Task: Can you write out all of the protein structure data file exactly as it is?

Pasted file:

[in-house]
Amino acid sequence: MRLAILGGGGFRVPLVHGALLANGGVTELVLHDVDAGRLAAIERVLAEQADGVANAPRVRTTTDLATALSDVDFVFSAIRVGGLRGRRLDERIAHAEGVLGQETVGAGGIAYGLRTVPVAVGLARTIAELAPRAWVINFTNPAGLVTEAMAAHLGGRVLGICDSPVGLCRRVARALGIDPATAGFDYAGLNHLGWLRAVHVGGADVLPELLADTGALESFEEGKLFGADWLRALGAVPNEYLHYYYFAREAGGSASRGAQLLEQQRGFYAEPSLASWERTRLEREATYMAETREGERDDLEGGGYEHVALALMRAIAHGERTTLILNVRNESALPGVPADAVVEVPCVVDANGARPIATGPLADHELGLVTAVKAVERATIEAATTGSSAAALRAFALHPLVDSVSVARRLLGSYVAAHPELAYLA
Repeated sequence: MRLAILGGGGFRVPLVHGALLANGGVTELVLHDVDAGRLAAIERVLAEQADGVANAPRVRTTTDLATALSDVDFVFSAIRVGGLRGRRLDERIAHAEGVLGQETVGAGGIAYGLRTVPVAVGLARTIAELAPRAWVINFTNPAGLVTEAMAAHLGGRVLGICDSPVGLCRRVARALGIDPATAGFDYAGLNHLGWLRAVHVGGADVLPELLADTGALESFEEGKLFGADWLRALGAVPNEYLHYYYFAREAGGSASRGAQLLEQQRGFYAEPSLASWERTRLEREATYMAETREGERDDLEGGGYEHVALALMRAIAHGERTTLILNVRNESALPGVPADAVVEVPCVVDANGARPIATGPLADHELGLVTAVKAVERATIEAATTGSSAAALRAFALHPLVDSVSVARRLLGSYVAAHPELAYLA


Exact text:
[in-house]
Amino acid sequence: MRLAILGGGGFRVPLVHGALLANGGVTELVLHDVDAGRLAAIERVLAEQADGVANAPRVRTTTDLATALSDVDFVFSAIRVGGLRGRRLDERIAHAEGVLGQETVGAGGIAYGLRTVPVAVGLARTIAELAPRAWVINFTNPAGLVTEAMAAHLGGRVLGICDSPVGLCRRVARALGIDPATAGFDYAGLNHLGWLRAVHVGGADVLPELLADTGALESFEEGKLFGADWLRALGAVPNEYLHYYYFAREAGGSASRGAQLLEQQRGFYAEPSLASWERTRLEREATYMAETREGERDDLEGGGYEHVALALMRAIAHGERTTLILNVRNESALPGVPADAVVEVPCVVDANGARPIATGPLADHELGLVTAVKAVERATIEAATTGSSAAALRAFALHPLVDSVSVARRLLGSYVAAHPELAYLA
Repeated sequence: MRLAILGGGGFRVPLVHGALLANGGVTELVLHDVDAGRLAAIERVLAEQADGVANAPRVRTTTDLATALSDVDFVFSAIRVGGLRGRRLDERIAHAEGVLGQETVGAGGIAYGLRTVPVAVGLARTIAELAPRAWVINFTNPAGLVTEAMAAHLGGRVLGICDSPVGLCRRVARALGIDPATAGFDYAGLNHLGWLRAVHVGGADVLPELLADTGALESFEEGKLFGADWLRALGAVPNEYLHYYYFAREAGGSASRGAQLLEQQRGFYAEPSLASWERTRLEREATYMAETREGERDDLEGGGYEHVALALMRAIAHGERTTLILNVRNESALPGVPADAVVEVPCVVDANGARPIATGPLADHELGLVTAVKAVERATIEAATTGSSAAALRAFALHPLVDSVSVARRLLGSYVAAHPELAYLA